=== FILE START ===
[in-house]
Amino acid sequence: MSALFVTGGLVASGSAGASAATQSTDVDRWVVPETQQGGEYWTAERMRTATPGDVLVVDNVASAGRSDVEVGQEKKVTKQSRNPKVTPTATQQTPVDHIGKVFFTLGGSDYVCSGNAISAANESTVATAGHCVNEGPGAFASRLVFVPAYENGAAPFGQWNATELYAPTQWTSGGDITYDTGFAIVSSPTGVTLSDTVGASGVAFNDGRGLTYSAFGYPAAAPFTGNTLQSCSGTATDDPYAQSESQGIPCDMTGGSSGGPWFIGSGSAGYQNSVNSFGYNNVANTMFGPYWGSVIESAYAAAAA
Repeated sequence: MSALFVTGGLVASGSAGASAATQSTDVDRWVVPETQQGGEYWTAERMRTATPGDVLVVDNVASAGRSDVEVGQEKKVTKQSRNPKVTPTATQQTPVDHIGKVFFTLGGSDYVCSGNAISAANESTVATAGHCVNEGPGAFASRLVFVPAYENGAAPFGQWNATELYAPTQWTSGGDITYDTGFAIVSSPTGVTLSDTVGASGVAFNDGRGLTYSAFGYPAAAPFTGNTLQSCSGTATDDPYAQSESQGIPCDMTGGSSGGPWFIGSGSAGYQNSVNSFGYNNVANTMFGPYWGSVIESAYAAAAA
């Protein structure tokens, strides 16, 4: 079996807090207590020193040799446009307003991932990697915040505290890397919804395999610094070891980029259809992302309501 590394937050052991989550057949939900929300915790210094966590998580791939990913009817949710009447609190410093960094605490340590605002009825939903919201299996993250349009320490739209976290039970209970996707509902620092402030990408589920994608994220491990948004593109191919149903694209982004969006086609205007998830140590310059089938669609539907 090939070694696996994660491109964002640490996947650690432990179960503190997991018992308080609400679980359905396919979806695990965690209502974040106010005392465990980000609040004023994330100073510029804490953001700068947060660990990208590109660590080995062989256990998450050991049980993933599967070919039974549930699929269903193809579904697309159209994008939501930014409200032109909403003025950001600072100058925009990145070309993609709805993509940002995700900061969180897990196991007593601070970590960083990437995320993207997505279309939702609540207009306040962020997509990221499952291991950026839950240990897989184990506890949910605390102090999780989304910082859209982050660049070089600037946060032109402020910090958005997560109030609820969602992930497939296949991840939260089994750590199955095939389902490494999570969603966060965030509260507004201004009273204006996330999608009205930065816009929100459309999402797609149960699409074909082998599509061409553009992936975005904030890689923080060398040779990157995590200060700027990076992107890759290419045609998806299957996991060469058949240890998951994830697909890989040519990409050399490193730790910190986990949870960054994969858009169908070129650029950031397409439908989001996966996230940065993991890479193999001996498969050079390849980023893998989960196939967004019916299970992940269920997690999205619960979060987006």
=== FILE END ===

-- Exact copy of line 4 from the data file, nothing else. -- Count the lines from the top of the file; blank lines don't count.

């Protein structure tokens, strides 16, 4: 079996807090207590020193040799446009307003991932990697915040505290890397919804395999610094070891980029259809992302309501 590394937050052991989550057949939900929300915790210094966590998580791939990913009817949710009447609190410093960094605490340590605002009825939903919201299996993250349009320490739209976290039970209970996707509902620092402030990408589920994608994220491990948004593109191919149903694209982004969006086609205007998830140590310059089938669609539907 090939070694696996994660491109964002640490996947650690432990179960503190997991018992308080609400679980359905396919979806695990965690209502974040106010005392465990980000609040004023994330100073510029804490953001700068947060660990990208590109660590080995062989256990998450050991049980993933599967070919039974549930699929269903193809579904697309159209994008939501930014409200032109909403003025950001600072100058925009990145070309993609709805993509940002995700900061969180897990196991007593601070970590960083990437995320993207997505279309939702609540207009306040962020997509990221499952291991950026839950240990897989184990506890949910605390102090999780989304910082859209982050660049070089600037946060032109402020910090958005997560109030609820969602992930497939296949991840939260089994750590199955095939389902490494999570969603966060965030509260507004201004009273204006996330999608009205930065816009929100459309999402797609149960699409074909082998599509061409553009992936975005904030890689923080060398040779990157995590200060700027990076992107890759290419045609998806299957996991060469058949240890998951994830697909890989040519990409050399490193730790910190986990949870960054994969858009169908070129650029950031397409439908989001996966996230940065993991890479193999001996498969050079390849980023893998989960196939967004019916299970992940269920997690999205619960979060987006």